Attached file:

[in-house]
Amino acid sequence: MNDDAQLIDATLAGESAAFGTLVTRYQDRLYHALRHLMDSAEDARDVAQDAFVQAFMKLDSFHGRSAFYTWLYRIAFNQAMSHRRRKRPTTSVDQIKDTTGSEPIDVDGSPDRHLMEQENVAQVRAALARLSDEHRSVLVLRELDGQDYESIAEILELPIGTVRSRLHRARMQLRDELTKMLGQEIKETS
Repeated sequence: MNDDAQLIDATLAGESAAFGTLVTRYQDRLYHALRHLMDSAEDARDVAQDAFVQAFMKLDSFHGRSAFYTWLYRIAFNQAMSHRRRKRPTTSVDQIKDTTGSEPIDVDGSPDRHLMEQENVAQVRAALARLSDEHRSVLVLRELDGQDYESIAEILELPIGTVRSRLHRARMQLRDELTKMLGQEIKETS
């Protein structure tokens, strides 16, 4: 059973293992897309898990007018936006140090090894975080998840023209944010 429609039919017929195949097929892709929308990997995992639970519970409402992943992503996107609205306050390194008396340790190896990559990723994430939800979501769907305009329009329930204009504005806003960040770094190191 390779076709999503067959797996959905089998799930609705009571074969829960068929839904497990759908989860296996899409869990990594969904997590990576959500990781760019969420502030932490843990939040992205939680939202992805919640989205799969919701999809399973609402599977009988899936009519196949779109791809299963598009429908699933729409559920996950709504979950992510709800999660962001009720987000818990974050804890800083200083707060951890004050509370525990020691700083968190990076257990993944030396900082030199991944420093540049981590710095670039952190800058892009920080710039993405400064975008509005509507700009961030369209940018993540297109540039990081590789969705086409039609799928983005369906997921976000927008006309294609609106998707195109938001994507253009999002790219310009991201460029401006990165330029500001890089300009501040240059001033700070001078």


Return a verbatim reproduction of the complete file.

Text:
[in-house]
Amino acid sequence: MNDDAQLIDATLAGESAAFGTLVTRYQDRLYHALRHLMDSAEDARDVAQDAFVQAFMKLDSFHGRSAFYTWLYRIAFNQAMSHRRRKRPTTSVDQIKDTTGSEPIDVDGSPDRHLMEQENVAQVRAALARLSDEHRSVLVLRELDGQDYESIAEILELPIGTVRSRLHRARMQLRDELTKMLGQEIKETS
Repeated sequence: MNDDAQLIDATLAGESAAFGTLVTRYQDRLYHALRHLMDSAEDARDVAQDAFVQAFMKLDSFHGRSAFYTWLYRIAFNQAMSHRRRKRPTTSVDQIKDTTGSEPIDVDGSPDRHLMEQENVAQVRAALARLSDEHRSVLVLRELDGQDYESIAEILELPIGTVRSRLHRARMQLRDELTKMLGQEIKETS
């Protein structure tokens, strides 16, 4: 059973293992897309898990007018936006140090090894975080998840023209944010 429609039919017929195949097929892709929308990997995992639970519970409402992943992503996107609205306050390194008396340790190896990559990723994430939800979501769907305009329009329930204009504005806003960040770094190191 390779076709999503067959797996959905089998799930609705009571074969829960068929839904497990759908989860296996899409869990990594969904997590990576959500990781760019969420502030932490843990939040992205939680939202992805919640989205799969919701999809399973609402599977009988899936009519196949779109791809299963598009429908699933729409559920996950709504979950992510709800999660962001009720987000818990974050804890800083200083707060951890004050509370525990020691700083968190990076257990993944030396900082030199991944420093540049981590710095670039952190800058892009920080710039993405400064975008509005509507700009961030369209940018993540297109540039990081590789969705086409039609799928983005369906997921976000927008006309294609609106998707195109938001994507253009999002790219310009991201460029401006990165330029500001890089300009501040240059001033700070001078």